Review by Ian Sales
Gwyneth Jones does not write many short stories – forty-one in thirty-seven years – but when she does, by God they’re worth reading. As a result, throughout her career Jones has published remarkably few collections: five, in fact; and three of those are chapbooks. Unfortunately, there is a great deal of overlap between these collections, but if I were to choose one as the best, with the best choice of stories, and the most representative, with the widest selection of stories… it would be Aqueduct Press’ The Universe of Things. It contains fifteen stories, ranging from 1988 to 2009. Most are from the late 1980s and early 1990s. Most are science fiction, but not all. Some cover a page or two, others are novelette-length.
This is one of the strongest collections of genre short stories I have ever read. There is not a bad story in it – even the single-page ‘One of Sandy’s Dreams’, originally written for The Drabble Project in 1988, manages to do more in 100 words than China Miéville’s BSFA Award nominated short story ‘Covehithe’ did in several thousand.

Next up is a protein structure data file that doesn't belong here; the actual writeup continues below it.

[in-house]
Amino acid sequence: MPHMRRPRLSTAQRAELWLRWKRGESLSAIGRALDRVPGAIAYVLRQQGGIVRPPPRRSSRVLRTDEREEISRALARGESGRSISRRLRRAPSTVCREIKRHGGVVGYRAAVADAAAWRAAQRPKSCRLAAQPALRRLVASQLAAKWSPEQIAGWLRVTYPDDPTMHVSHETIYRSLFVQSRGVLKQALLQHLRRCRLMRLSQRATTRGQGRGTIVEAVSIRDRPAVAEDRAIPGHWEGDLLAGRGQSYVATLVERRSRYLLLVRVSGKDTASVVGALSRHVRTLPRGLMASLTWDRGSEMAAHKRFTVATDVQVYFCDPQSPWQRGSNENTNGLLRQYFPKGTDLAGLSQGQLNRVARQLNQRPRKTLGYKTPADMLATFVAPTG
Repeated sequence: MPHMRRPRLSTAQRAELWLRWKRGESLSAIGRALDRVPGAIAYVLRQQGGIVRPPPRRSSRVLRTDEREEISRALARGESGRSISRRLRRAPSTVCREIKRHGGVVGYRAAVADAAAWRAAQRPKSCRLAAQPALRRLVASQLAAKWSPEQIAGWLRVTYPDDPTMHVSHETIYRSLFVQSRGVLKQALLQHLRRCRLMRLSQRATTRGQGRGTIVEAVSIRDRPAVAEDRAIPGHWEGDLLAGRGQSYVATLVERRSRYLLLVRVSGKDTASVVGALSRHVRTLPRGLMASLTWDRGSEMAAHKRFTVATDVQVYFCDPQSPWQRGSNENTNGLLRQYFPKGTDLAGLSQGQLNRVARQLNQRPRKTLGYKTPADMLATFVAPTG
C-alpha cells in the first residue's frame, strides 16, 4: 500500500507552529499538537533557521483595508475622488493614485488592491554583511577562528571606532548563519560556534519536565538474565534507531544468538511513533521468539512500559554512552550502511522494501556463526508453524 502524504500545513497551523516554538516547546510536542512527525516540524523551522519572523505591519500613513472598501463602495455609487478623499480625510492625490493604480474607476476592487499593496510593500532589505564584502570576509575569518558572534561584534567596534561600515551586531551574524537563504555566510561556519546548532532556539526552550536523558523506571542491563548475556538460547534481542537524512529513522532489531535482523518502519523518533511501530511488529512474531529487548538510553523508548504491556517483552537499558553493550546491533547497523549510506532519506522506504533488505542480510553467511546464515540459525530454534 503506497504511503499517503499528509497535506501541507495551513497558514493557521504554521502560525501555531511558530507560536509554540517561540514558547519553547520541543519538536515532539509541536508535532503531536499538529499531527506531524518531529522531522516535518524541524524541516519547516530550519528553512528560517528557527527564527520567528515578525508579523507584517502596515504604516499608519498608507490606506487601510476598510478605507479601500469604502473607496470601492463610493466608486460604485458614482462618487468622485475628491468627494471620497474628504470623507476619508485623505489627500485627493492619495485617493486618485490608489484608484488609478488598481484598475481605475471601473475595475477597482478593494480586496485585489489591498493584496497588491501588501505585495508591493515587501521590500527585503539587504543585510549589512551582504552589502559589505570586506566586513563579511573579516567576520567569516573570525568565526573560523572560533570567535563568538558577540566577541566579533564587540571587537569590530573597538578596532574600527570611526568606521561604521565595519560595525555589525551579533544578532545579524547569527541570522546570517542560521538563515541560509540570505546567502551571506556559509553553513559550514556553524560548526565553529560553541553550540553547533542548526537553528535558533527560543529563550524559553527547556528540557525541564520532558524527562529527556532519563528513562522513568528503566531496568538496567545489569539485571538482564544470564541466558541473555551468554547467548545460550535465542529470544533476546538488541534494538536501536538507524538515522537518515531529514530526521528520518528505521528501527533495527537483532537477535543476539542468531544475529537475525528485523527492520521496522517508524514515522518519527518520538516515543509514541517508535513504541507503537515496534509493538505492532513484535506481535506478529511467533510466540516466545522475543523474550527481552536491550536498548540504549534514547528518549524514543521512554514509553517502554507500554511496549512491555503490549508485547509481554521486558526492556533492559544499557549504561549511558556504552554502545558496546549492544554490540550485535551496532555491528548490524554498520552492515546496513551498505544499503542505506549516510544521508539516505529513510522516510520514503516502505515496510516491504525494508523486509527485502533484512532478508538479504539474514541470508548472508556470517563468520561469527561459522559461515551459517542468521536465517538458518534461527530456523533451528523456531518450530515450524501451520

Some of the stories are set in the universes of Jones’ novels. The title story takes place in the world of the Aleutian trilogy – White Queen, North Wind, Phoenix Café and Spirit – and is deceptively simple. An Aleutian takes its car along to a mechanic to have it serviced before selling it. The mechanic realises it is something more than just a car, it is a car that has been driven by an alien. He determines to do more work than asked, so he can then make an offer on the car, and so sell it profitably because of its provenance. But while effecting repairs, his thoughts are drawn to the Aleutian customer, and he briefly experiences how they view the world around them. His desire for the Other drives this epiphany, but to glimpse heaven is to recognise the cost of admission. Continue reading